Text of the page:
At least with the headlines focusing on the Libor issue for once we don’t have to talk about the single currency, but today the focus will be back on the eurozone as the ECB makes its interest rate decision, where the market is fully expecting a cut of the base rate by 25 basis points to 0.75%.
One of the main things that the ECB still has managed to preserve is a slightly higher interest rate giving it some room to be able to ease monetary policy when the time came, but the fact that they will have waited this long to ease their benchmark is very much a case of the horse has bolted. Such a move might help borrowers on the continent but will do little to ease the pain within the banking sector. The decisions taken at last week’s EU summit may have given indices a little bit of a boost however the underlying problems still persist and there are many political hurdles that still need to be overcome with some member states reluctant to give their full support to what was agreed. Polarisation is becoming more apparent and what was more evident than anything else was that the Merkozy days are well and truly over with relations between France and Germany becoming a little frostier.
Unfortunately, we can expect to be talking more about the euro as time goes on since it remains the dominant force behind the macro picture at the moment and the single currency itself remains a more volatile one than most.
But as US investors return to their desk with a hangover following Independence Day celebrations their markets look to be in relatively bullish mood. The Dow is not far off testing 13000 and tech stocks are seeing some good strength. All this when even their own economy is looking decidedly like its taking a turn for the worse, but what many investors are gambling on is the prospect of further stimulus from the Federal Reserve. What we’ve seen in the past few years is that central bankers simply can’t resist pulling the trigger when things start looking bad. Maybe not for a few months as any move now by the Fed ahead of the elections in November could be seen as being partisan, but certainly when the new or the incumbent is voted in then, with the way the US economy is going, there’s an increasing chance that there’ll be something shortly after then.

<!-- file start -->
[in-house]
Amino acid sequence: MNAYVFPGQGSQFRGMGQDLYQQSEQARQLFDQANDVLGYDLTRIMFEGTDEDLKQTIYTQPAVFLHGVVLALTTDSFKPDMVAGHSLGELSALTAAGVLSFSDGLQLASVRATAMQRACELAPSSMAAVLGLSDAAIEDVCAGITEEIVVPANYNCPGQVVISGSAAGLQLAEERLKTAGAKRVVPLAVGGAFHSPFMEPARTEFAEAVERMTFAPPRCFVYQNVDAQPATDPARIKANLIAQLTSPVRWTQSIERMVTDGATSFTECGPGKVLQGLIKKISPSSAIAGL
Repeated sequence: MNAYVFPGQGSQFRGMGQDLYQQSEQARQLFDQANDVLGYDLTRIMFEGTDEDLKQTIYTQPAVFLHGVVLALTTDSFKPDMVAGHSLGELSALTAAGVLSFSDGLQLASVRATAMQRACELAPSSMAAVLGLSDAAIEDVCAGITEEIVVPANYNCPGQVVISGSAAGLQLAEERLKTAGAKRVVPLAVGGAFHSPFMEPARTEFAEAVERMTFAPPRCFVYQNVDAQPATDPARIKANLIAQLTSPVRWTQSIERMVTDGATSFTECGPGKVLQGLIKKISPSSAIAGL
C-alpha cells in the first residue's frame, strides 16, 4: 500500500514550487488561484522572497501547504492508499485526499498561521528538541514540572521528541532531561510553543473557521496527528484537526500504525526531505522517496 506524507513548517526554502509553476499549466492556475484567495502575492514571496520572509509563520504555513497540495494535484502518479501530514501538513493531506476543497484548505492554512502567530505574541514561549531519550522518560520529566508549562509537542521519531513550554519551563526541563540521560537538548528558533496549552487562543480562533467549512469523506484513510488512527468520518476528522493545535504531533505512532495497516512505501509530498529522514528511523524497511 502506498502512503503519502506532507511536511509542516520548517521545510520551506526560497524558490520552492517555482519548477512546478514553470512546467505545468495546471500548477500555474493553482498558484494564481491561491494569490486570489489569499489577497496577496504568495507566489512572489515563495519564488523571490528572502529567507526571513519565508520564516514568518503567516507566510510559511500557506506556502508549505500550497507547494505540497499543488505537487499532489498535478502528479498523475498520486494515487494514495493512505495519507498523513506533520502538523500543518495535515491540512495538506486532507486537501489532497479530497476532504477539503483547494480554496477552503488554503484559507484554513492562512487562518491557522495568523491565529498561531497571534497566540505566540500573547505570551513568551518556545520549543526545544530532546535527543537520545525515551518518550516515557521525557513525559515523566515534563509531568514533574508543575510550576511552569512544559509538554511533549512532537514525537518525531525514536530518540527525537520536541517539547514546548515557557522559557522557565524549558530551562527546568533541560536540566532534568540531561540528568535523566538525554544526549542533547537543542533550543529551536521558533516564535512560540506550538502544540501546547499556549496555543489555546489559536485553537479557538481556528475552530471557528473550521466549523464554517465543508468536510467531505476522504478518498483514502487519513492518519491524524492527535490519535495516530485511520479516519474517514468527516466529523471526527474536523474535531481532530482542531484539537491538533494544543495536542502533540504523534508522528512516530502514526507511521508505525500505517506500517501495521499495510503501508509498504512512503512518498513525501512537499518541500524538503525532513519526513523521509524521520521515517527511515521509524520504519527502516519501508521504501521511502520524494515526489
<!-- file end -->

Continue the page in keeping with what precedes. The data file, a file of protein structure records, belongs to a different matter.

The BOE on the other hand is set to get the printing presses going again today as the UK economy looks like it could very well remain in recession for the third quarter in a row. Whilst it’s not as deep as the recession we saw in 2008 and 2009 it’s still a recession and things are tough for consumers and businesses. There are doubts however that more QE today will actually boost demand enough for us to avoid negative growth in Q2.
Yesterday’s session of thin volume saw the FTSE 100 drop a mere 3 points to 5684 and this morning we’re seeing a very small move to the upside. Trading at 5690 at the time of writing those near term resistance levels at 5715 and 5760 remain the targets for the bulls.
EUR/USD suffered a bout of risk aversion yesterday which didn’t drag equities down with it, but the prospect of a drop in the base rate today allowed the sellers to come in and push the euro 77 pips lower to 1.2526. This morning we see the single currency a little lower again at 1.2515.
Gold prices paused for a breather yesterday as investors waited on the sideline ahead of crucially important meetings by central bankers in the UK, Europe and the US in the next two days. It was a slight decline of $2.07 to $1614.80 with the anaemic daily range indicative of the quietness in gold trading.
Some mild profit taking after the last few days’ rally sent the WTI crude prices 69 cents down yesterday to $87.06. Energy investors will be looking at the ECB and BOE meetings today, hoping for additional stimulus measures which in turn should kick start increased demand for oil. Since global coordination was mentioned a few times, it could be an indication the Fed will follow suit tomorrow, but as mentioned that’s unlikely at this time.